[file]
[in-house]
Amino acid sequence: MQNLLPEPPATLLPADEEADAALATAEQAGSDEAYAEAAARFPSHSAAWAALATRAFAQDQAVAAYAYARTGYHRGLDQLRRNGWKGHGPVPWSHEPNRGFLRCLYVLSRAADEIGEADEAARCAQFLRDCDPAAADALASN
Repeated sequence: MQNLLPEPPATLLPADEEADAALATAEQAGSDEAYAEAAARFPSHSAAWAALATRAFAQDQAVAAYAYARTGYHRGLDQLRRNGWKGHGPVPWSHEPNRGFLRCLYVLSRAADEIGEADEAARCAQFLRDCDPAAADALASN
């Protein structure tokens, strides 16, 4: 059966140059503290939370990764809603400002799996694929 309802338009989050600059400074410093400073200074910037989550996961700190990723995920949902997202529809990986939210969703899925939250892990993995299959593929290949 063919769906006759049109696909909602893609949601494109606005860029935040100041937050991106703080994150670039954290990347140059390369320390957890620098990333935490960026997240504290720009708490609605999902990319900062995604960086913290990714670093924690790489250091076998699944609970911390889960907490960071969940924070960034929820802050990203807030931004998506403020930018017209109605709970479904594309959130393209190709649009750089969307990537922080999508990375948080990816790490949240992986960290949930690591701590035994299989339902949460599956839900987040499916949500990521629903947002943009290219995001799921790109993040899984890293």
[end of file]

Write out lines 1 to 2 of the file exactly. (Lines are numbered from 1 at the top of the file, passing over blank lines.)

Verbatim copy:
[in-house]
Amino acid sequence: MQNLLPEPPATLLPADEEADAALATAEQAGSDEAYAEAAARFPSHSAAWAALATRAFAQDQAVAAYAYARTGYHRGLDQLRRNGWKGHGPVPWSHEPNRGFLRCLYVLSRAADEIGEADEAARCAQFLRDCDPAAADALASN